Fr. Bob Warren's Week Reflection: Our Father & Forgiveness
Our Father & Forgiveness
years ago, a remarkable psychiatrist, Karl Menninger wrote a book
"Whatever Became of Sin?" In fact, he did not hesitate to quote the
first letter of John, "If we say we have no sin, we deceive ourselves,
and the truth is not in us." All of us here admit we have sinned every
time we say the prayer from our Gospel today—the Lord's Prayer—forgive
us our sins as we forgive those who have sinned against us.
Scripture, to sin is to rebel against God. It meant deliberately,
consciously, knowingly, to resist the will of God. To sin is to break a
bond, to destroy a relationship, to withdraw myself from God, and God’s
love. Few sins, however, are aimed directly at God. Rarely do we set up
what we know are false gods. Rarely, if ever, do we curse God in cold
blood. More often, we offend God by offending against the images of God,
against the men and women shaped by God to His likeness.
sins reflect the sin of Cain, who turned on his brother and slew him.
Most sins exemplify our inhumanity to each other, those closest to us.
Then we have those sins that keep cropping up. I lied. I gossiped. I
cursed. I got angry. These sins crop up at every confession. I begin to
question my own sincerity.
there are the sins impossible to catalog, sins of omission, impossible
to catalog because in each instance, I did nothing. Someone needs me,
but I closed my eyes. I said not a word, slum landlord gouged the
helpless, and all I said was, "too bad." Or I let someone else take the
blame for something that I did.
officials betrayed their sacred trust, and I thought, "Everybody's
doing it; it’s ok." A stranger asked for a smile, and I never gave it.
Some had AIDS, and I thought it served them right.
we say we have no sin, the truth is not in us. Let us look at another
line from our gospel. "Forgive us." Forgive us our sins as we forgive
those who sin against us. And all the while, we find it so hard to
forgive others, to forgive ourselves, to accept forgiveness.
is not easy to forgive others. I can forgive the government when they
mess up. I can forgive Pontius Pilate for washing his hands of Jesus.
Those sins do not cut me personally. But what of the family member who
is jealous of me, is cool to me at family get-togethers? What about the
neighbor who is so difficult to live with? I hurt quickly and forgive
slowly. Even when I do forgive, I can make the sinner feel awfully
uncomfortable. Let them twist in the wind for a while, for their own
good, of course. Like the elder brother in the parable of the Prodigal
Son, we do not approve of parties for other repentant sinners, not if we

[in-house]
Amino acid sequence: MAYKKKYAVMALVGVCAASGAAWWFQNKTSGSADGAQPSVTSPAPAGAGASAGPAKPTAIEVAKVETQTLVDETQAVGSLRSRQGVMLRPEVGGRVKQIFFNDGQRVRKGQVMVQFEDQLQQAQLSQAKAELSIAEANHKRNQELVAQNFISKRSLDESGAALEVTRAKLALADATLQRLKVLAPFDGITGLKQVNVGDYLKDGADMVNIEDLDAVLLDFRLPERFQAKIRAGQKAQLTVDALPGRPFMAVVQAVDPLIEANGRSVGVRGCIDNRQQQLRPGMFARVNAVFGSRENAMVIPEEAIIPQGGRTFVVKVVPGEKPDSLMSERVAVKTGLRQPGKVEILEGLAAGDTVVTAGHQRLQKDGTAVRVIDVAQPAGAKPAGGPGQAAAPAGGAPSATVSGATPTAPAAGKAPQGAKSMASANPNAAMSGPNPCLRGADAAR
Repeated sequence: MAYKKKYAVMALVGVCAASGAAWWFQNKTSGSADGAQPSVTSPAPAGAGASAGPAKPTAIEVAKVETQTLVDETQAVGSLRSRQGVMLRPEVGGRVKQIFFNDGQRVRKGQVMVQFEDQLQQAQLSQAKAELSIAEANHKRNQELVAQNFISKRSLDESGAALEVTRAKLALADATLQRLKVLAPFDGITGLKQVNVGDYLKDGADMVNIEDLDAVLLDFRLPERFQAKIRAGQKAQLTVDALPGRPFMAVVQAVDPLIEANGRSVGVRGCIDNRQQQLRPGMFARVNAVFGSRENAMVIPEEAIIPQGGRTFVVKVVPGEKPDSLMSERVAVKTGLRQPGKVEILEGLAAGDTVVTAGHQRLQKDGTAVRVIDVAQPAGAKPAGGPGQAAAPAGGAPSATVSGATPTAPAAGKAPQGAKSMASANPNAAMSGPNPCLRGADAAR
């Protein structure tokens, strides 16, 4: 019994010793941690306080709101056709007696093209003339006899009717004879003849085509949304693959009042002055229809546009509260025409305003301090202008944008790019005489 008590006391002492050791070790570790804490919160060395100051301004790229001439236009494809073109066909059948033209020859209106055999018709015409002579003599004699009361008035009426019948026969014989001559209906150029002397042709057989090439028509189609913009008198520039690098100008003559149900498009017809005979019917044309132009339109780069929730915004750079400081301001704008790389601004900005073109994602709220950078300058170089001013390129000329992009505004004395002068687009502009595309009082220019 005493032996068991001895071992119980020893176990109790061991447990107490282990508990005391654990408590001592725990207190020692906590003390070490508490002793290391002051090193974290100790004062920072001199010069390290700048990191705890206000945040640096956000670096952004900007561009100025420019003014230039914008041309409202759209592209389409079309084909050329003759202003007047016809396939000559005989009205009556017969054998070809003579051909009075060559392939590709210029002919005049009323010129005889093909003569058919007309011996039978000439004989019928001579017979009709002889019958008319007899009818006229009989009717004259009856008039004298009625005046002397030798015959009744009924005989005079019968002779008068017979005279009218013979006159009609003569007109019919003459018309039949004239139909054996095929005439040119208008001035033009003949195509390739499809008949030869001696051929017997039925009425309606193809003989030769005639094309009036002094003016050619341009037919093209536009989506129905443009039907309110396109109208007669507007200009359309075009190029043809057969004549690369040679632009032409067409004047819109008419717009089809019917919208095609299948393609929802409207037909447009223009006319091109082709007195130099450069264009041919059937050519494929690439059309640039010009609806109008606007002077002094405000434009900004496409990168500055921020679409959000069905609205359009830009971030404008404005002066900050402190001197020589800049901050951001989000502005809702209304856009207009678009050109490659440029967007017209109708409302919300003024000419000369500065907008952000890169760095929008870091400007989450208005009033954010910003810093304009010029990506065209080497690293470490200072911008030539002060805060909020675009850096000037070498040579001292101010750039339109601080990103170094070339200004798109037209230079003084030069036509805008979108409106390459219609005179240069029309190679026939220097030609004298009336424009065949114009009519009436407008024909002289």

have been fairly faithful recently.
is not always easy to forgive ourselves. The imperfection I see in
others, I will not tolerate in myself. The sinfulness we find so human
in those around us, we often reproach as inhuman and unacceptable in
ourselves. Guilt can hound us. For all too many, the ego is a harsh
taskmaster. We should ask ourselves sometimes, why I am I so hard on
is not easy to accept forgiveness, whether it is a priest who murmurs,
"I absolve you" or a friend who waves away our apologies, "Oh, forget
it." So often we won't let go. We keep clutching what has been
forgiven. We hark back to what has been forgotten.
is bigger than us. If God forgives, we have to forgive ourselves. And
yet, through scripture, we see that our God is not a god of vengeance.
He is a God who forgives. Not from heaven. He became human. He tasted
hunger and thirst, knew pain, loneliness, He lived our life and died for
you and me. He told us that there is more joy in heaven over one
sinner who repents than over ninety-nine who just have no need of
has forgiven us so much. Is it totally out of the question that we
could do likewise? Not so much to do the impossible—to forgive the
unforgiveable. For most of us, it means simply swallowing our pride,
showing ourselves a little more loving than the other, making some
gesture that God can use to change a human heart. The same God who as
Jesus reminded us makes His sun rise on the evil and on the good and
sends rain on the just and on the unjust.
preparing this homily, I could not help but think of the injunction of
Jesus. If you are offering your gift at the altar and there remember
that your brother or sister has something against you, leave your gift
there before the altar and go first to be reconciled with your brother
or sister. And then, come and offer your gift.